“New” Construction On Montclair’s Mt. Vernon Fetches Over A Million

A 4 bedroom colonial at 6 Mount Vernon Road, built in 2007 (on a lot that sold for $335,000), was sold this week for $1,080,000 — a lot more than other homes on the block. According to the listing, the lot size is .16 (57X121) and the property was listed at $1,100,000 and on the market 68 days. Here’s the description:

Charming Colonial built in 2007.Six years left on Home Owners Warranty.Very rare to find new construction in this lovely well-established community. Fabulous 4 bed 3.5 bath 152-acre Brookdale Park at end of street. Sought-after neighborhood street; close by NYC transportation.

Click through for pictures – and tell us — how much more would you pay for new? How does this Montclair newborn compare to a grand dame Victorian.

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  1. If you are coming from NYC, this price buys a one bedroom apartment. I think our home values are buoyed by that continuing reality.

    Although I’d much rather have the grand Victorian…

  2. My estimate, based on the limited data of this listing, tells me the buyer overpaid by about 200 thousand dollar.

  3. They may have finally gotten their price, but they had to hold it for four years! I looked at this house back then, the yard was small and too close to the neighbors.

  4. But it has granite counter tops and stainless steel appliances and an island in the kitchen. And the master bedroom has a tray ceiling and a fireplace and I’ll bet it has an en suite bath. And it has crown molding and paneling (probably cut from MDF). It’s kind of remarkable how cookie cutter all the standard “desired” features are these days. I often want to slap the homebuyers on HGTV when they come into an gorgeous older home and and can’t possibly buy the house because the kitchen doesn’t have granite. Or the bathroom is off the hallway. But throw up some cheap trim and paint it white – and people oooh and ahhh over the original features. Original in a 5 year old house. There’s a sucker born every minute.

  5. Two garage doors facing the street? Might as well plop it down in a california sub-division. Pretty soon there will be an RV in the driveway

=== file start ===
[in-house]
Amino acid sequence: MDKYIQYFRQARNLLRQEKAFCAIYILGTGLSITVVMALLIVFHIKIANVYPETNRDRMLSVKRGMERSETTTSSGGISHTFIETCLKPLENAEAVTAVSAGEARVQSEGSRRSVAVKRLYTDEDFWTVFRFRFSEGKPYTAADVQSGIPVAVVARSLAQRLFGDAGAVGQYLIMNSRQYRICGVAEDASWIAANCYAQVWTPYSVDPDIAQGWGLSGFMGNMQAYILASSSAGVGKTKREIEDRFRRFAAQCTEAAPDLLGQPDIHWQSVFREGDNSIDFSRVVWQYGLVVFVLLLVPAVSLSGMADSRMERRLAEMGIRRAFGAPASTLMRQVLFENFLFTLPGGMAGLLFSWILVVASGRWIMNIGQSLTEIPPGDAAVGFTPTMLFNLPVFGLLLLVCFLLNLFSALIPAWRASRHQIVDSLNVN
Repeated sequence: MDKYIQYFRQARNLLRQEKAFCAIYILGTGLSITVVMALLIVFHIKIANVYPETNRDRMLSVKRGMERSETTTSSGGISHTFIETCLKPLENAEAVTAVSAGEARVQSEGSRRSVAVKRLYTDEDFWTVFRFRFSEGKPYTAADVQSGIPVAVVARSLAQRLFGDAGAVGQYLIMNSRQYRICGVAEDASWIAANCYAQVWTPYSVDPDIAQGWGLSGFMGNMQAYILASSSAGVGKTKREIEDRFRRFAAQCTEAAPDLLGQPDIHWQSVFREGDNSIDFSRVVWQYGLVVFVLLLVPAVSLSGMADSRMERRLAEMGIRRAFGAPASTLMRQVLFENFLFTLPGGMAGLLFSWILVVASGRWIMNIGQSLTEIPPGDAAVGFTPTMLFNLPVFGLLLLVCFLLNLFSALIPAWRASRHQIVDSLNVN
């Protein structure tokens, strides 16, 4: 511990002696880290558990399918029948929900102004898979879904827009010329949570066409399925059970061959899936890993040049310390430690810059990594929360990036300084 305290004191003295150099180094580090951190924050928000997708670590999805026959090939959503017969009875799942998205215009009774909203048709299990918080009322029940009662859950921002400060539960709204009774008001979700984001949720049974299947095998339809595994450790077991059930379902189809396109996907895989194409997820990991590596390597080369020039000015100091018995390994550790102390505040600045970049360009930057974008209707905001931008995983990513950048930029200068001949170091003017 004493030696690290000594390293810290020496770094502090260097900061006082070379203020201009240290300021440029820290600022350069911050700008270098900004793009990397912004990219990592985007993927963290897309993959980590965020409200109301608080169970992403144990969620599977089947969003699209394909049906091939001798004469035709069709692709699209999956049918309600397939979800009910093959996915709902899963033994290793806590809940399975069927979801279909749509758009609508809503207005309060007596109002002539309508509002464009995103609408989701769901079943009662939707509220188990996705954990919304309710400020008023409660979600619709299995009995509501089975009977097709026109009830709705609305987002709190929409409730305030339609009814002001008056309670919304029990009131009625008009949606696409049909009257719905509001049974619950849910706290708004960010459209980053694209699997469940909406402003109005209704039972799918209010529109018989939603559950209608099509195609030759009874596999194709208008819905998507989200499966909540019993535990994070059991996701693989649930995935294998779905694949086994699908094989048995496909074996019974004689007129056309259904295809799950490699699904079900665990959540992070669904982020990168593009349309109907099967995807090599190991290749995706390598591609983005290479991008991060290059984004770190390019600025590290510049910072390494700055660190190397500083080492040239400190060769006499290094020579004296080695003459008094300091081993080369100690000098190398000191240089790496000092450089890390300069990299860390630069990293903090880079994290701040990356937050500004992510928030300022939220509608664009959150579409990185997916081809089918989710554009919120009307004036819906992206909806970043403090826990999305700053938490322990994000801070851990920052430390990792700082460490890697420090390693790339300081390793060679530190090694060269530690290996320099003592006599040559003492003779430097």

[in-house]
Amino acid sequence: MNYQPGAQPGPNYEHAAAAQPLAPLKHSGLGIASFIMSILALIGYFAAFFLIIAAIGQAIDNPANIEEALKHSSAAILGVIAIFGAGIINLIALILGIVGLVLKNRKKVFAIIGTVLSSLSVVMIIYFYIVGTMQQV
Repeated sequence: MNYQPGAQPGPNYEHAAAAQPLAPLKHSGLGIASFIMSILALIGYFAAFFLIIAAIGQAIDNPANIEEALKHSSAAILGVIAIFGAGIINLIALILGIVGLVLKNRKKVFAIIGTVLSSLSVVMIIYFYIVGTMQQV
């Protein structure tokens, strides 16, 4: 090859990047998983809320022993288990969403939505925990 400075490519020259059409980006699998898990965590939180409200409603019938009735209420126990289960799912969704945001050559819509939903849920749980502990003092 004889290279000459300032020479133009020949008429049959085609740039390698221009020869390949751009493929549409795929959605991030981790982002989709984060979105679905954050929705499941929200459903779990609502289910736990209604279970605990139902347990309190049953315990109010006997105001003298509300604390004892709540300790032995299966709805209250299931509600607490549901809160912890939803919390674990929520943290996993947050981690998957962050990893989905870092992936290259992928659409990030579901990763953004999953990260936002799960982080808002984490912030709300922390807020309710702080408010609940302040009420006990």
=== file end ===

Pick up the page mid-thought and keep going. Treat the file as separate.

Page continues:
6. Looks like it’s close to double what neighboring houses are in price. I thought a basic real estate rule was not buying the most expensive house on the block. Then again, I’ll never be in the market for a million dollar home so maybe that rule doesn’t apply to the wealthy.
    Re Victorian vs new build: tough call. Certainly a new home will never have the charm of a Victorian, but Victorians are a lot more work (and therefore $) to maintain. Also, I do like modern kitchens and bathrooms. The rest of the house generally seems a bit “cold” in newer builds and Victorians are more comfy. I guess buy a Victorian, renovate the bathroom and kitchen and make sure you are wealthy enough to afford all the repairs. But again, I don’t expect to win the lotto anytime soon.

  7. I think modern houses are great, when they don’t try to cheaply copy traditional features. My next and last home is likely to be one of those Dwell pre-fab homes – beautiful new features and very efficient. And virtually indestructible.

  8. This modest house will cost the buyers about $50thousand a year mtg and interest plus $30thousand Montclair taxes, maintenance etc on top of that.
    So the buyers had better have an income of at least $200 thousand. Welcome to affluent Montclair.

  9. Talk about cutting corners!
    Asphalt covering only half the front yard?
    For a bit more, the builder could have paved over the whole thing!

  10. Spectator, you can’t get a mortgage for that amount if you make $200k. A $200k salary gets you a house in Bloomfield.

  11. I definitely would not pay that kind of money for that house. It does indeed remind me of a cookie-cutter SoCal McMansion because of the garage. Obviously the lot wasn’t wide enough to make a driveway along the side for a detached garage or for a side-load. Sure it’s nice to have an attached garage – no getting soaked running to the car in the morning, but I just don’t like it this way.

    Also if building new, my personal preference is stained molding. White painted trim work to me screams “cheap” — MDF or pre-primed pine. yuk. If you are going to go to the expense of building up trimwork and paying a craftsman for that level of detail, for heaven’s sake stain the wood, at least on the first floor. Then again maybe that’s because I like the Arts & Crafts/bungalow/prairie style best anyway.

    Inside, the color choices make me think of a bank-owned property… “get in there and paint the whole place Linen white.” Jeez! Actual people lived there for four years and never put up any color at all? OH wait: perhaps they just recently painted it all linen white because the walls used to be day-glo colors and their realtor advised them to tone it down…

    Anyway. I’d take the Victorian. That’s been one of my favorite Places to Admire in town since I moved here 20 years ago.

  12. Well, looking on the positive side – At least the house appears to fit in better with the surrounding nieghborhood …..unlike the ugly monstrosities collectively known as Christopher “Crisco” Court.

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